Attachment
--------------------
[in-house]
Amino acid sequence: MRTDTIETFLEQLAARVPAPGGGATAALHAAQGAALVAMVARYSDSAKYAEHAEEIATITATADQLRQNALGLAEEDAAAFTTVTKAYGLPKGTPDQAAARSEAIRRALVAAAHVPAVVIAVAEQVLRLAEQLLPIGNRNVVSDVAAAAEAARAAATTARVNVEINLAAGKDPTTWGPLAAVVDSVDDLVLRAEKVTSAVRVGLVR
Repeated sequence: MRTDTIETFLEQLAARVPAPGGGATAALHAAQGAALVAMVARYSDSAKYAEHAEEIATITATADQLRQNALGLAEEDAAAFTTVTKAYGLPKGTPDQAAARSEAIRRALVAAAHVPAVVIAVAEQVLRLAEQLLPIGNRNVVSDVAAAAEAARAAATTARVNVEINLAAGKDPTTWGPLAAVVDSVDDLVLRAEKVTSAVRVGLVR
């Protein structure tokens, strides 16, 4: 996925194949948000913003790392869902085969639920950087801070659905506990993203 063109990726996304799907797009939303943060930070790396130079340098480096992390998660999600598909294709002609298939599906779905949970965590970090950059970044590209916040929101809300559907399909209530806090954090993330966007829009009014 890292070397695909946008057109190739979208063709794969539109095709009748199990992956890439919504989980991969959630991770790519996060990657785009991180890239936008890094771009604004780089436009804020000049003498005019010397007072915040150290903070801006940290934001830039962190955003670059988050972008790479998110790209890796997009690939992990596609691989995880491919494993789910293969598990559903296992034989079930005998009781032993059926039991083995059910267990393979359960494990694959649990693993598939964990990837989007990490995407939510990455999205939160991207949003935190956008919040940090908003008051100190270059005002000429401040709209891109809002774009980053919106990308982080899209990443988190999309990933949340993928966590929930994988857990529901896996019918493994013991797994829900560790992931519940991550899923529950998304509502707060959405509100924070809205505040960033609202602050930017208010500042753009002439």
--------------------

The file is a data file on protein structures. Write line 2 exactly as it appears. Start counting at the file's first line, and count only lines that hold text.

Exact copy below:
Amino acid sequence: MRTDTIETFLEQLAARVPAPGGGATAALHAAQGAALVAMVARYSDSAKYAEHAEEIATITATADQLRQNALGLAEEDAAAFTTVTKAYGLPKGTPDQAAARSEAIRRALVAAAHVPAVVIAVAEQVLRLAEQLLPIGNRNVVSDVAAAAEAARAAATTARVNVEINLAAGKDPTTWGPLAAVVDSVDDLVLRAEKVTSAVRVGLVR